The potential of autonomous emergency braking systems to mitigate passenger vehicle crashes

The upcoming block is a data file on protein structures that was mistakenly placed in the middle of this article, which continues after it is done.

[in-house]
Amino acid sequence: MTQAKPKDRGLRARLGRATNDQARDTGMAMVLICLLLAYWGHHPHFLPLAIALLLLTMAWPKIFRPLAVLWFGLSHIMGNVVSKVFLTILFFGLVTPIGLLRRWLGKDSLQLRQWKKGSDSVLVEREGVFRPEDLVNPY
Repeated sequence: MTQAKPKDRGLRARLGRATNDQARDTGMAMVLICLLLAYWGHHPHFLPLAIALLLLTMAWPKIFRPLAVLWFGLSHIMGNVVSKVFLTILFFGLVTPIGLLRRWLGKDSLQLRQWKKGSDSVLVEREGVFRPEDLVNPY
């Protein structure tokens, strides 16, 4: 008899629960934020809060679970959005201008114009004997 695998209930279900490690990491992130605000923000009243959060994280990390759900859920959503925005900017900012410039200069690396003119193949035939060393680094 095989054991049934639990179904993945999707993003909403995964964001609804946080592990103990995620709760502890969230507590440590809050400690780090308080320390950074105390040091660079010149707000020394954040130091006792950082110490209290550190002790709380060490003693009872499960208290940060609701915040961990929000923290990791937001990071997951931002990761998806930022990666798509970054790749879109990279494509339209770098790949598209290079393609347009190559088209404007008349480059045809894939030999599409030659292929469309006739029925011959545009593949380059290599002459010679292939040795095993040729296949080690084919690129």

This paper details part of a research program conducted to examine the potential effect of autonomous emergency braking (AEB) systems on common crash types that involve a frontal collision. To accomplish this, simulations were conducted of 103 real world crashes. AEB system models with differing specifications were applied to these simulations to determine the change in impact speed that various AEB interventions could produce. It was found that AEB systems have the potential to reduce the impact speed, and hence the severity, in pedestrian crashes, right turn crashes, head on crashes, rear end crashes and hit fixed object crashes. The greatest potential reductions were for pedestrian crashes, head on crashes and rear end crashes. The variations in system specification demonstrate the advantages of a longer time-to-collision and higher autonomous deceleration. A system that has less potential to generate false alarms than the other systems was considered and demonstrated potential for reducing the impact speed in pedestrian, head on, rear end and hit fixed object crashes.